Who knew choosing a salt supplement for horses could be so confusing! There are so many choices now. Gone are the days of simply going to the feed store and grabbing a salt block or some loose stock salt for our livestock. Now we have things like Celtic sea salt, Himalayan pink salt, Redmond salt, not to mention coarse vs. fine ground or blocks! We all know we need to supplement salt, but how do we know which kind is best for our horses, provides needed minerals for optimal health, isn’t processed with chemicals/additives, and will provide the most bang for our buck?
I have always found the subject of equine nutrition to be the most confusing and contradictory subject I’ve ever tried to study. There are so many opinions on the subject. But I think most people will agree that salt is a must and there are basic minimum requirements for trace minerals that animals (just like people) must get in supplemental form simply because they are not available in the basic equine diet. Pastures/hay will vary widely in mineral content simply because of the different soil compositions and deficiencies. So what most of us tend to do is find something that has everything in it in the proper ratios (or what we hope are the proper ratios) and be done with it.
I joined on the Himalayan salt fad when it first started to become really popular with the “salt on a rope” blocks that were readily available at online horse supply companies. I did notice that my horses seemed to consume that more readily that the basic salt block that I had for them next to the water trough. In my studies and personal observations over the years, I was aware that animals in general tended to seek out specific plants, tree bark, minerals in the soil/rocks, when they had a deficiency in their diet. It was driven home to me several years ago when our horses (and the neighbor’s horses next door) began eating all the bark off the trees. I couldn’t figure it out for a while, until I realized that I had switched them back to just regular salt for a time. The behavior seemed to stop shortly after I got more of the Himalayan salt.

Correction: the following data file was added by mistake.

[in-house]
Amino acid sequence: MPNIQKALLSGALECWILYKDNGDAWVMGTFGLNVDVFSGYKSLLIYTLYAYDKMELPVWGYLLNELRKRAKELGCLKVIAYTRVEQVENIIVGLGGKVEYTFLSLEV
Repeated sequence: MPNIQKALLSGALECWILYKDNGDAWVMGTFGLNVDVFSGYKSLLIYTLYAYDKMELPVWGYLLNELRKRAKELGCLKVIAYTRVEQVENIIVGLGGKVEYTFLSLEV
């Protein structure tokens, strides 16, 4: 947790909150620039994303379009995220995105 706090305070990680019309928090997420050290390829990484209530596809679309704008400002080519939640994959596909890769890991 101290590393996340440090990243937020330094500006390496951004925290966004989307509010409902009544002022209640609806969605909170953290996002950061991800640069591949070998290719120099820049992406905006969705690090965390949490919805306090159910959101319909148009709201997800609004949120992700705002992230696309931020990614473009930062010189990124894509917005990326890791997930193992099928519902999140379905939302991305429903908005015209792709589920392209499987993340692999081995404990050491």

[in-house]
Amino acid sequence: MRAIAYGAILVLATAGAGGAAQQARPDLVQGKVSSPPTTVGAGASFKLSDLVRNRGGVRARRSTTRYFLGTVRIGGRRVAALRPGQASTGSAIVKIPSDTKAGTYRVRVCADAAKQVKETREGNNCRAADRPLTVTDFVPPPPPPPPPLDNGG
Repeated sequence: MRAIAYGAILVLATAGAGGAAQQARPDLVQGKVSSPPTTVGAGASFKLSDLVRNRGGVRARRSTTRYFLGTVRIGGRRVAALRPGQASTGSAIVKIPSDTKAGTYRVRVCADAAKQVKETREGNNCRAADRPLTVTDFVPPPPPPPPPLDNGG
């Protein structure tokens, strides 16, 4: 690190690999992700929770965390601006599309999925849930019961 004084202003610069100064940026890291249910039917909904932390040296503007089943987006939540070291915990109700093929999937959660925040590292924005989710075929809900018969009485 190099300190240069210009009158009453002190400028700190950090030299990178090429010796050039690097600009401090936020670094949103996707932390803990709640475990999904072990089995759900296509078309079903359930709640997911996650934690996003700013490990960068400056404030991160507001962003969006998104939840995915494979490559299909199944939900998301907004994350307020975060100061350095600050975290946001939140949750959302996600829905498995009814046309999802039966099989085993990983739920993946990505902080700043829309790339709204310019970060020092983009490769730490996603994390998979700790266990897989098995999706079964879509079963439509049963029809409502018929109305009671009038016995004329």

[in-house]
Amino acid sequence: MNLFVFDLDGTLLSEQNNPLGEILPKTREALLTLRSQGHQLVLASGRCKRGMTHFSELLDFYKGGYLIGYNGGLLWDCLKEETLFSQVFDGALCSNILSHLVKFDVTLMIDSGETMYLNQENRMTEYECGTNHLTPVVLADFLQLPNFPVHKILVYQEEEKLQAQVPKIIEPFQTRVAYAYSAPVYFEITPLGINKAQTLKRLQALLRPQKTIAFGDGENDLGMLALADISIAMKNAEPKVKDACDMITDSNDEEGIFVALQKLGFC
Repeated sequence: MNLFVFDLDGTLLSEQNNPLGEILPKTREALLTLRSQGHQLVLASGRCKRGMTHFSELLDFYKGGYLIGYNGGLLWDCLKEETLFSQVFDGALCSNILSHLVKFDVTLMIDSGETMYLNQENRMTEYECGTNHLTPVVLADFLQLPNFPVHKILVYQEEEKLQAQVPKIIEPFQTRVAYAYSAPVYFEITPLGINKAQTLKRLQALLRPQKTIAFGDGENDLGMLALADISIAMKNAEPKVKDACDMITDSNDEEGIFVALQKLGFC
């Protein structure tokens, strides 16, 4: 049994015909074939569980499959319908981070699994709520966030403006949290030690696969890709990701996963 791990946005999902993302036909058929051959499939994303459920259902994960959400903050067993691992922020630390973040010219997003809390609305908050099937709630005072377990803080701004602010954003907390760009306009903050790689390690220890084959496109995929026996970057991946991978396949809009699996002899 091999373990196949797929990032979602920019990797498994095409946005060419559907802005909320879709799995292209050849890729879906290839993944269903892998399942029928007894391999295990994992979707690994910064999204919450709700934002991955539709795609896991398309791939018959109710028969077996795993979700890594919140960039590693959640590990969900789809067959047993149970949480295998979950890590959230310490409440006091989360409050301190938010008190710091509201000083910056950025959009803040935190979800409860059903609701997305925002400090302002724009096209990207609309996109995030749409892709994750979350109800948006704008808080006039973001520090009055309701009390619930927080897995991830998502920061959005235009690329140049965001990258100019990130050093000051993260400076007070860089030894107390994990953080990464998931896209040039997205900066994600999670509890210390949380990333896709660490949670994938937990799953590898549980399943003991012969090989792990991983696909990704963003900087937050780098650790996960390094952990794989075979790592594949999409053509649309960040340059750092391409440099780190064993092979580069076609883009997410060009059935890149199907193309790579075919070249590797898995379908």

So I then started to think about the mineral content in the pink salts and the horses were probably much more interested in them because of that reason. I began asking my local horse friends what type of salt they feed out and most of them came back with either Himalayan or the Redmond salt. Almost all of them indicated that their horses preferred it to regular salt.
I decided to do a “taste test” under the theory that horses will seek out the things they need in their diet from their environment if it is offered to them. And when they no longer need it, they will not consume it as readily. I offered three different salts, each in it’s own bin, to my horses for a period of about a month – regular course ground stock salt, course ground Himalayan pink salt and medium ground Redmond salt. I chose the ground salt because its easier for my horses to consume than licking a block and it would be easier for me to gauge consumption.
I noticed that both horses initially seemed to prefer the Himalayan salt (maybe because it was familiar), but quickly switched over to the Redmond salt and almost exclusively chose that for the duration, with my mare occasionally going back to the Himalayan. They completely ignored the regular stock salt.
What’s The Difference?